However, the provisional government did not last for long. In October, the Bolshevik party created another great revolution. The October Revolution established new laws for women, which allowed them to stay away from war. Women were not required to participate in any civil war. Bolsheviks had gained some women’s support. However, in 1920s, an estimated 50,000 to 70,000 women joined the Russian Red Army. Lenin strongly supported Bolshevik feminism. He explained the significance of relieving women from house works in terms of their ability to join official organizations. Lenin legalized the principle “Equal pay for equal work.” Furthermore, he made some changes in the traditional emphasis, such as making a divorce easily attainable and granting full social rights to illegitimate children (Rossi).

However, most of the peasant women were not involved in the “bourgeois” feminist movement, because many peasants saw the revolution as a dangerous threat to their village life. Moreover, the isolation and economic devastation of Soviet workers created a strong bureaucratization and material pressure. In early 1924, Stalin became the president of Soviet Russia, and he controlled the state and the Soviet Communist Party. He was not interested in the women’s independence. Thus, the matter was suppressed by the government. In addition, Stalinist bureaucratic distortions abandoned the fight for the international revolution. As a result, the unity of Soviet Union States broke in 1991-92 (Rossi).

The Russian Revolution inspired the working class internationally. The Bolsheviks created a good deal of the Soviet state’s ancient resources. After the Russian Revolution, Russian women got lots of new facilities and rights. For instance, Bolsheviks forced in swapping away the property laws that gave male a privilege. Some scholars consider that the 1918 code of Soviet Russia was the most progressive family legislation of the world (Rossi). 

Women’s Concerns, Strategies, and Objections

In most of the cases, women’s concerns, strategies and objections differed from those of men in Soviet Russia, because till the early 19th century, men controlled the whole country. They made laws, which supported the rights of men. The nation did not have the equality of men and women. Women could not vote for their leaders, but after the revolution, the strategies were completely changed. Women ended up having voting rights, same property rights as men, as well as the ability to work in a similar administrative position as men with the same salary. During the early Bolshevik work, the Russian society was permeated with anti-grossest anti-woman behavior. The ancient communal village and institutions of the Soviet household enforced the degradation of women. Such extreme oppression caused a low productivity of the Russian agriculture. They used old technologies, where peasant women were drudges. For instance, a “batrachka” was a special laborer hired for a season to work in the field. Most of the men called them their “wives” for a certain time, and then threw them out upon their pregnancy. According to a peasant woman, in the Russian countryside, they were treated like a work horse, but they could not take any actions, because they were not allowed to go anywhere outside of the territory. They faced an enduring beating and different kinds of humiliations every day (Macdonald).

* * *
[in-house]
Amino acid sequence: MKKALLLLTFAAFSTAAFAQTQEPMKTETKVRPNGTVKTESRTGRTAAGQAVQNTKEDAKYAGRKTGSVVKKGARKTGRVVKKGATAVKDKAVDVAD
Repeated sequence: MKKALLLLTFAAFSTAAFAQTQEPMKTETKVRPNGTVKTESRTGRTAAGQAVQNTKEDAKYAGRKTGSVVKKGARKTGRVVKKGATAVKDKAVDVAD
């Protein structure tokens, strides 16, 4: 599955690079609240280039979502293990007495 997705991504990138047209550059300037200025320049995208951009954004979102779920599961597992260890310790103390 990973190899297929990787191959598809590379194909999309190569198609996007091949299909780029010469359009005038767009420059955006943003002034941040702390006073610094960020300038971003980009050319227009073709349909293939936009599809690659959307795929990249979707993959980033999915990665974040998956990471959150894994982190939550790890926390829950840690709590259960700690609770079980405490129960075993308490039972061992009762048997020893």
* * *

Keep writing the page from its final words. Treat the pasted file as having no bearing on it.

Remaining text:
However, in 1914, the Bolshevik program started to protect women. They made one-third of Russian women a powerful industrial labor force. Bolsheviks addressed specific demands of women such as the equal pay for the equal work, childcare facilities at factories and paid maternity leave. Furthermore, they gave a special attention to the infant mortality of children, as two-thirds of babies of women factory workers died in a year or two (Rossi).

Conclusion

From the above discussion, one can come to the conclusion that Russian revolutionary movements of women helped the country in creating the equality between men and women in Soviet Russia. The revolutionaries gave a special attention to women’s rights by opposing the political pragmatism. It was started in 1917 by the Bolshevik party. President Lenin supported the party and their perspective. He supported the party in terms of regulating equality laws. Bolsheviks established a special department to address women’s needs, which helped women to improve their lives. As a result of the 1917 revolution, women have got political rights, including the right to vote, equal rights in the civil service and ability to serve as attorneys. In addition, Bolsheviks created the liberation of women and transformation of families, which allowed women to earn and own properties. Some women leaders, such as Alexandra Kollontai, made the revolution more successful by giving an immense pressure to the government. Moreover, they fought against the prostitution. Thus, they created the Russian women revolutionary movement all over Soviet Russia.